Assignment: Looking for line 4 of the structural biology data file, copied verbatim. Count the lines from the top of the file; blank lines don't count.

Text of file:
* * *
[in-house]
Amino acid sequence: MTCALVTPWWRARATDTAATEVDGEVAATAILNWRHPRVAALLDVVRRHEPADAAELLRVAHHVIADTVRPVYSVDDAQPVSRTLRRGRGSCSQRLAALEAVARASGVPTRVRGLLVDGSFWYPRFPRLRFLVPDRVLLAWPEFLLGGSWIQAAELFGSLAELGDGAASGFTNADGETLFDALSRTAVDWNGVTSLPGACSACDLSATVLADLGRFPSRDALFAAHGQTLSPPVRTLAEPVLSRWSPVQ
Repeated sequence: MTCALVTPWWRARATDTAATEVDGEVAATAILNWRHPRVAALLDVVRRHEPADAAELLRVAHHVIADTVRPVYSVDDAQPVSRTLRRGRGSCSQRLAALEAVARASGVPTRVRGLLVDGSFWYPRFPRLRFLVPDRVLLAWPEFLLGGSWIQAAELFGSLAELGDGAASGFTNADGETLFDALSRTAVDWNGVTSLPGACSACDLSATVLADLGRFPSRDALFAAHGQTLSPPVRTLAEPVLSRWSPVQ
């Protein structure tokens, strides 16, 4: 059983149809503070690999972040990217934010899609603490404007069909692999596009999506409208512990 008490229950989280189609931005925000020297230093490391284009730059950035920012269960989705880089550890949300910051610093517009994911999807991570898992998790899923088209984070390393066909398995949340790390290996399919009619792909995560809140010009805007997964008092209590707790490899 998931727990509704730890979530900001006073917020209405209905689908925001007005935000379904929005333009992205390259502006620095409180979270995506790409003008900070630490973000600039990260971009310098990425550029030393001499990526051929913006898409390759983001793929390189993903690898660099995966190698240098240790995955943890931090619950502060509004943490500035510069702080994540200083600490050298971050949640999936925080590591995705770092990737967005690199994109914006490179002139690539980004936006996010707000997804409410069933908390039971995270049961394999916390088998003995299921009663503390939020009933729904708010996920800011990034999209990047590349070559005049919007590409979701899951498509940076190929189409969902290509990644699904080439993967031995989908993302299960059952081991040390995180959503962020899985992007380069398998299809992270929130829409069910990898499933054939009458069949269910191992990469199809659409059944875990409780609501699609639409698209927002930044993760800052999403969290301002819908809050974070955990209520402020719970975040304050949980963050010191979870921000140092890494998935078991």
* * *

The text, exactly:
């Protein structure tokens, strides 16, 4: 059983149809503070690999972040990217934010899609603490404007069909692999596009999506409208512990 008490229950989280189609931005925000020297230093490391284009730059950035920012269960989705880089550890949300910051610093517009994911999807991570898992998790899923088209984070390393066909398995949340790390290996399919009619792909995560809140010009805007997964008092209590707790490899 998931727990509704730890979530900001006073917020209405209905689908925001007005935000379904929005333009992205390259502006620095409180979270995506790409003008900070630490973000600039990260971009310098990425550029030393001499990526051929913006898409390759983001793929390189993903690898660099995966190698240098240790995955943890931090619950502060509004943490500035510069702080994540200083600490050298971050949640999936925080590591995705770092990737967005690199994109914006490179002139690539980004936006996010707000997804409410069933908390039971995270049961394999916390088998003995299921009663503390939020009933729904708010996920800011990034999209990047590349070559005049919007590409979701899951498509940076190929189409969902290509990644699904080439993967031995989908993302299960059952081991040390995180959503962020899985992007380069398998299809992270929130829409069910990898499933054939009458069949269910191992990469199809659409059944875990409780609501699609639409698209927002930044993760800052999403969290301002819908809050974070955990209520402020719970975040304050949980963050010191979870921000140092890494998935078991």